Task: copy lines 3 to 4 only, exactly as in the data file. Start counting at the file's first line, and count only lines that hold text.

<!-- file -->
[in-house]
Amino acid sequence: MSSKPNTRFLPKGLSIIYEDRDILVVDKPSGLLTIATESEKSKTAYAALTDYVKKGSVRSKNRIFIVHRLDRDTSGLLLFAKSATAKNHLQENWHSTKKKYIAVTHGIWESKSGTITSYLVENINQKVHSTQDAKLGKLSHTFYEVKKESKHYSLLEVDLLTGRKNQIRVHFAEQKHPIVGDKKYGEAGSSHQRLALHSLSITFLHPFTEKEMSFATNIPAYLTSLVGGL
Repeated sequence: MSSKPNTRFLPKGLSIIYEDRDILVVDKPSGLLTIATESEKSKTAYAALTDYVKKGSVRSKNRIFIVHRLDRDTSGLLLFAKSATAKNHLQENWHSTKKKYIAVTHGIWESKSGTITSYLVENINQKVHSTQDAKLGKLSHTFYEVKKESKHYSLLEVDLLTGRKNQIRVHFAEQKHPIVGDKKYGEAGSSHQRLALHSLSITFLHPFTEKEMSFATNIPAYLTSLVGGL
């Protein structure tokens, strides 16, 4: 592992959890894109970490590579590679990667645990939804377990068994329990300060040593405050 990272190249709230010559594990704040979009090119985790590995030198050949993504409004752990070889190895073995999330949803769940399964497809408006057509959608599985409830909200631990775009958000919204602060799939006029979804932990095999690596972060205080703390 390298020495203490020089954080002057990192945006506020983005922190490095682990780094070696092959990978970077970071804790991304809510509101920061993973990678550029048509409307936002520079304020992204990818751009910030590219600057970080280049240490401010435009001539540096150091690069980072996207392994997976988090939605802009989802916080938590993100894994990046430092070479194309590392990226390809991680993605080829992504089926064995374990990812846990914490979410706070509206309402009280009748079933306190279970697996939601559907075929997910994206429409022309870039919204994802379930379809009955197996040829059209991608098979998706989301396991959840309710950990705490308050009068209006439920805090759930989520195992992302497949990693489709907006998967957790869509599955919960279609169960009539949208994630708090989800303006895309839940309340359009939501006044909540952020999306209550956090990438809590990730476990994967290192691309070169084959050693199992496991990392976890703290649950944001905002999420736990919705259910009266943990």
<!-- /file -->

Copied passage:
Repeated sequence: MSSKPNTRFLPKGLSIIYEDRDILVVDKPSGLLTIATESEKSKTAYAALTDYVKKGSVRSKNRIFIVHRLDRDTSGLLLFAKSATAKNHLQENWHSTKKKYIAVTHGIWESKSGTITSYLVENINQKVHSTQDAKLGKLSHTFYEVKKESKHYSLLEVDLLTGRKNQIRVHFAEQKHPIVGDKKYGEAGSSHQRLALHSLSITFLHPFTEKEMSFATNIPAYLTSLVGGL
């Protein structure tokens, strides 16, 4: 592992959890894109970490590579590679990667645990939804377990068994329990300060040593405050 990272190249709230010559594990704040979009090119985790590995030198050949993504409004752990070889190895073995999330949803769940399964497809408006057509959608599985409830909200631990775009958000919204602060799939006029979804932990095999690596972060205080703390 390298020495203490020089954080002057990192945006506020983005922190490095682990780094070696092959990978970077970071804790991304809510509101920061993973990678550029048509409307936002520079304020992204990818751009910030590219600057970080280049240490401010435009001539540096150091690069980072996207392994997976988090939605802009989802916080938590993100894994990046430092070479194309590392990226390809991680993605080829992504089926064995374990990812846990914490979410706070509206309402009280009748079933306190279970697996939601559907075929997910994206429409022309870039919204994802379930379809009955197996040829059209991608098979998706989301396991959840309710950990705490308050009068209006439920805090759930989520195992992302497949990693489709907006998967957790869509599955919960279609169960009539949208994630708090989800303006895309839940309340359009939501006044909540952020999306209550956090990438809590990730476990994967290192691309070169084959050693199992496991990392976890703290649950944001905002999420736990919705259910009266943990």